Who wants some serviceberry pie?

Serviceberry Pie

Serviceberry pie by Carol Maxwell

Local blogger and grain aficionado Amy Halloran was kind enough to share the semi-secret location of her favorite serviceberry bush. My son Gratis and I picked a quart in about 20 minutes and my wife Carol baked them into a delicious pie.


A quart of serviceberries, ready for the pie

Serviceberries, also known as Saskatoons (apparently they are especially popular or abundant in western Canada) and Juneberries (because that’s when they are ripe) are a terrific addition to your berry repertoire. They’re juicy and sweet and tart with a flavor profile that reminds me of wild blueberries, but a little different.

Serviceberry Bush

I’m not going to reveal this semi-secret location, but there’s a strong visual clue for those who know this area.

The beauty part is that the serviceberry bush is often used as an ornamental outside institutional buildings because it grows quickly, is easy to shape and requires little care. So you may be able to pick some berries from the median at your local bank… take a look.

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Shmaltz Brewing Company throws a party…. and it’s on sale!

DOUBLE_FEATURE_FESTOn Saturday afternoon June 27 I’ll be at Shmaltz Brewing Company in Clifton Park, NY, which is celebrating its second birthday at the location with a double beer fest from 1 to 5. The first feature, from 1 to 3, features session beers from around New York State, and the second from 3 to 5 double IPAs and imperials from New York State and beyond.

You’ll find me at the cask conditioned/barrel aged section, where you can taste:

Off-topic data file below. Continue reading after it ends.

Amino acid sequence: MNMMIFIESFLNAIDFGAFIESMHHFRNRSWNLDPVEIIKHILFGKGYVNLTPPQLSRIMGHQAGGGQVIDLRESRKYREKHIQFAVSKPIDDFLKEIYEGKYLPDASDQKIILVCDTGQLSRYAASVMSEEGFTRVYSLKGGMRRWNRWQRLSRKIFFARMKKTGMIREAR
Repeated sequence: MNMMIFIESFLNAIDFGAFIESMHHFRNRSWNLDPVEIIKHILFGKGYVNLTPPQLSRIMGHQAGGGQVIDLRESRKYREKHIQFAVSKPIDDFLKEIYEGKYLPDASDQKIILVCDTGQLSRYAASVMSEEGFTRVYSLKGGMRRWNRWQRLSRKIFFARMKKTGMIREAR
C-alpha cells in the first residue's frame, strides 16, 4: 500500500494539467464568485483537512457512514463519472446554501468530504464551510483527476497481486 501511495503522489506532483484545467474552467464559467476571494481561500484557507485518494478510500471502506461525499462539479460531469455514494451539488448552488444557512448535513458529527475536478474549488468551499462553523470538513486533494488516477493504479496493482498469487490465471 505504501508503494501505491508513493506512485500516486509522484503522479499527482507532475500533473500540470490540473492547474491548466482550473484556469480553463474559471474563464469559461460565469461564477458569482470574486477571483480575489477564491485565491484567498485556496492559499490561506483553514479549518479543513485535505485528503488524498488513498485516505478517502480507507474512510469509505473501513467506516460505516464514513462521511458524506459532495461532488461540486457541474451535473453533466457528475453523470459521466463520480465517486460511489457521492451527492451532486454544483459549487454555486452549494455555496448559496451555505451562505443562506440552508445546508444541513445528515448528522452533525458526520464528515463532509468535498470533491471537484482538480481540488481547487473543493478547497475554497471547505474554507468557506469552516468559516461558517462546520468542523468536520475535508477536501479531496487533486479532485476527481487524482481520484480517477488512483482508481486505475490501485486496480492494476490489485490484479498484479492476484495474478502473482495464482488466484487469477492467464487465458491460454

Casks including
Slingshot American Craft Lager with Raspberries (ok, I’ll skip that one)
Wishbone Session Double IPA with Pineapple, Mosaic + Nelson Hops
Hanukkah Dark Ale with Vanilla Bean and Maple Syrup

Barrel Tastings of
Hanukkah Dark Ale aged in Heaven Hill Barrel
Bittersweet Lenny’s RIPA aged in Jim Beam Barrel
Death of a Contract Brewer Black IPA in Heaven Hill Barrel
Sour Jewbelation 19 in Buffalo Trace Barrel

There’s also music from SIRSY and food trucks on hand from The Ruck (wings I hope) and Esperanto’s (an opportunity to try Saratoga’s notorious drunk food, the Doughboy, in a non-judgmental setting) and a commemorative glass to take home.

The price for this all? $25 for admission to both events with six drink tokens with $15 designated driver available. That’s a real bargain compared to the average tasting event and with a chance to taste some very hard-to-find beers. For my readers in the city, there’s a bus that departs Brooklyn for the event at 9 am and starts the return trip at 5:30 pm. The blurb says that costs $70 including admission but the Eventbrite site seems to be selling it for $50. Either way it’s a bargain. Like MegaBus… but with beer!